Deciding how to split up a couple's accumulated assets is a challenging (but necessary) task during the divorce process. This already tough job can be made even more complicated if one or both spouses is an active duty or retired member of the military. In such situations, one of the couple's biggest assets is almost always the military spouse's pension. This pension, and all the rules that come along with it, make military divorces generally more complex than those of non-military families.
Military pensions are often worth significant amounts of money and more than the dollar figure, an added benefit is that the money is guaranteed for the rest of the military spouse's life. TheWall Street Journal states that a lieutenant colonel in the Air Force who has put in 30 years of service will receive a pension worth $72,288 a year. The pensions are not paid in lump sums, but if they were, the present day value of the pension would easily exceed $1 million. What makes this even more valuable is that there is no minimum retirement age. It's conceivable that someone who enlisted at 18 could retire at 38 and go on to receive a pension, including yearly cost of living increases, for many decades into the future.
The state in which a spouse files the divorce petition can be one challenging aspect of the division of a military retirement pension. This can be tricky because, while a service member may be stationed at a base here in South Carolina, he may have a permanent residence in another state. Adding an additional wrinkle is that an estranged non-military spouse or ex-spouse could reside in yet a third state. Depending on the state, the non-military spouse could lose out on the retirement benefits if certain forms are not filled out correctly.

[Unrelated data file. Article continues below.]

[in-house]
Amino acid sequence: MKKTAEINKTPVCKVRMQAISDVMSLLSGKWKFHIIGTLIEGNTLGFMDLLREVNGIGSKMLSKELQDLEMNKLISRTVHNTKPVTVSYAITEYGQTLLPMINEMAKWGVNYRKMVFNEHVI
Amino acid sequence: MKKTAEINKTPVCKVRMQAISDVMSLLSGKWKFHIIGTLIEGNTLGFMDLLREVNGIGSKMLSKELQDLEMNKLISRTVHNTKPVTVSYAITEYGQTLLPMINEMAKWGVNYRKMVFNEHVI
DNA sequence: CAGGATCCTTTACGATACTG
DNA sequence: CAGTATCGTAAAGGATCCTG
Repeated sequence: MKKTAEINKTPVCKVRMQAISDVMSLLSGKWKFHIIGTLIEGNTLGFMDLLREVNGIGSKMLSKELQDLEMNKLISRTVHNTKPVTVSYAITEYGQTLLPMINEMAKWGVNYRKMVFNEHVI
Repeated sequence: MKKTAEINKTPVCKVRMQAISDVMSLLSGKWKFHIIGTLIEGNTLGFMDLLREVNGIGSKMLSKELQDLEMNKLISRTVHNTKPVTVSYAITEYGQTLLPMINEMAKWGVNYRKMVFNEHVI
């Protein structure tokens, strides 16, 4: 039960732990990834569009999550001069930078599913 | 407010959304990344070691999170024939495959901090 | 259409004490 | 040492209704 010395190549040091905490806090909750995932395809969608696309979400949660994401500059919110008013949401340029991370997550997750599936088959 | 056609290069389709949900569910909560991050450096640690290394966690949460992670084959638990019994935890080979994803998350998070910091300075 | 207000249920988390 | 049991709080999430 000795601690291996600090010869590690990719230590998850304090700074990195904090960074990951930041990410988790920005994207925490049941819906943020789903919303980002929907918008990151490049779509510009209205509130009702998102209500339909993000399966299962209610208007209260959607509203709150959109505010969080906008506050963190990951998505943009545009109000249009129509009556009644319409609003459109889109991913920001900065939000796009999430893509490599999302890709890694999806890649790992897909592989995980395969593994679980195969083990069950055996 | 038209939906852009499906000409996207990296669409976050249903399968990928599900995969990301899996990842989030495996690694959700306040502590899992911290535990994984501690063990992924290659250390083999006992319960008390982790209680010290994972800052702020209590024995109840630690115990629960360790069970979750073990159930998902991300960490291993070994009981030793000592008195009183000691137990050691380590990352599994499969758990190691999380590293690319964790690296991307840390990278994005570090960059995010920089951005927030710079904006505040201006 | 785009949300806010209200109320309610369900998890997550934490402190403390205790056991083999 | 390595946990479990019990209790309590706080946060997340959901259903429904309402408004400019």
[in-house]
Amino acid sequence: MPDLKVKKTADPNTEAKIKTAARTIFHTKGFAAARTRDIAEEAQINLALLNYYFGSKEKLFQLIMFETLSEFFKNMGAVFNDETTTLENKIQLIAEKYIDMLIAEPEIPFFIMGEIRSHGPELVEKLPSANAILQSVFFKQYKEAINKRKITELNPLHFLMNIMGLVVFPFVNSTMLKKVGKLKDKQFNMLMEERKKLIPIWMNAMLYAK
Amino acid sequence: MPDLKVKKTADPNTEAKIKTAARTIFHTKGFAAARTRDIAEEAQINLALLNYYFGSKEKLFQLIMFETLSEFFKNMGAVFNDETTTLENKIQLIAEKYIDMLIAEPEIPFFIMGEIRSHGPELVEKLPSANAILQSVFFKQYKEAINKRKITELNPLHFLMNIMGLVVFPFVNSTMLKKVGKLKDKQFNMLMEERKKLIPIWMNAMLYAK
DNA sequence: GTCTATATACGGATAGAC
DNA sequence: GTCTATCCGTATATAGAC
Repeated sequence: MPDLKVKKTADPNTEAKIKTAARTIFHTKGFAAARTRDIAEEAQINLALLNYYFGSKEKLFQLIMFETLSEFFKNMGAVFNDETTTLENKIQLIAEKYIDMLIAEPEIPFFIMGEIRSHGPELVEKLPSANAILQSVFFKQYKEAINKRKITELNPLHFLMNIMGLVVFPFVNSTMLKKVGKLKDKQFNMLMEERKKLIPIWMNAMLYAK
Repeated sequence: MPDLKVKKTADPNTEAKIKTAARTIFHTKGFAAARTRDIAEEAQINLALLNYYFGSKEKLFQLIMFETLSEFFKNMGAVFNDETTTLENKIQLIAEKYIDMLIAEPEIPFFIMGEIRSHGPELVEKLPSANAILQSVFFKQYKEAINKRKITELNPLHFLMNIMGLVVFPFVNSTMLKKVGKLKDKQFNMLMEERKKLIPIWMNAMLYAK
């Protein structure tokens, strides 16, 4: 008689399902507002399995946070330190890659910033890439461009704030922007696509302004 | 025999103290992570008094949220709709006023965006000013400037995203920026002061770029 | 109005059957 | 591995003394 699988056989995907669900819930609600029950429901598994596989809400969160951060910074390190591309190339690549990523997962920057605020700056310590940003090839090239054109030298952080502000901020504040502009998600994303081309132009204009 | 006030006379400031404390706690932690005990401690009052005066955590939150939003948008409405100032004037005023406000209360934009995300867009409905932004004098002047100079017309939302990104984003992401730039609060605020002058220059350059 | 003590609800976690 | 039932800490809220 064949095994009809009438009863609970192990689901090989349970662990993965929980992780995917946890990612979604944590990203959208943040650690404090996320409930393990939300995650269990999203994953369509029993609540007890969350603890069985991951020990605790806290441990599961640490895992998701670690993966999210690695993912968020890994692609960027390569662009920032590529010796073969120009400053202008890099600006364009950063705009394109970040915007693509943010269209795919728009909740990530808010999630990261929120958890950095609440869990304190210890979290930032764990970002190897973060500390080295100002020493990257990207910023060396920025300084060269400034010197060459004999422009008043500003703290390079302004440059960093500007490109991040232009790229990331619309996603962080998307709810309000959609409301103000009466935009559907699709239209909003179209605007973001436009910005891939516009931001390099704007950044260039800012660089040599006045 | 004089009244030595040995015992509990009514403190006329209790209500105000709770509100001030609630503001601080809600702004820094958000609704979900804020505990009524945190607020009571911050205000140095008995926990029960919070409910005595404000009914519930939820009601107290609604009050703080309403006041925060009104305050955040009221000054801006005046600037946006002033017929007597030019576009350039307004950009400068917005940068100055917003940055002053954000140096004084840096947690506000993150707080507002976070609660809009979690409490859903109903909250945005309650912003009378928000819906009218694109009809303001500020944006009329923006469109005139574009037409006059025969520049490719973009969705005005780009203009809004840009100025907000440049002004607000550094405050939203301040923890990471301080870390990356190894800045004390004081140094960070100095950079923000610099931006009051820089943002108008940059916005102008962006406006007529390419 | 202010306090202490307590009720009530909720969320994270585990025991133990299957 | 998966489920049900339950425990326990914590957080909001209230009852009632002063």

The length of the marriage is another factor that can contribute to the difficulty of dividing up the military retirement pension. When the marriage overlaps the military spouse's service period by 10 or more years, the nonmilitary spouse receives benefit payments directly from the government. If the marriage lasted fewer than 10 years of the service period, then the government will not enforce a court order from the non-military spouse for a share of the retirement pension. In that case, if the military spouse does not agree to provide a share of the retirement benefits directly to the nonmilitary spouse, then the matter will have to be settled in a divorce court in the appropriate state.
Military retirement pensions are also governed by a complex system of both state and federal rules. Therefore, even when a non-military spouse gets court-awarded retirement benefits after filing for divorce in the appropriate state, state and federal rules can still make collecting those benefits a challenge.
If you find yourself facing the prospect of a separation, divorce, support, visitation, or child custody issue in Spartanburg, Greenville, Anderson, or the surrounding areas, you need the help of an experienced South Carolina family law attorney to guide you through the difficult process.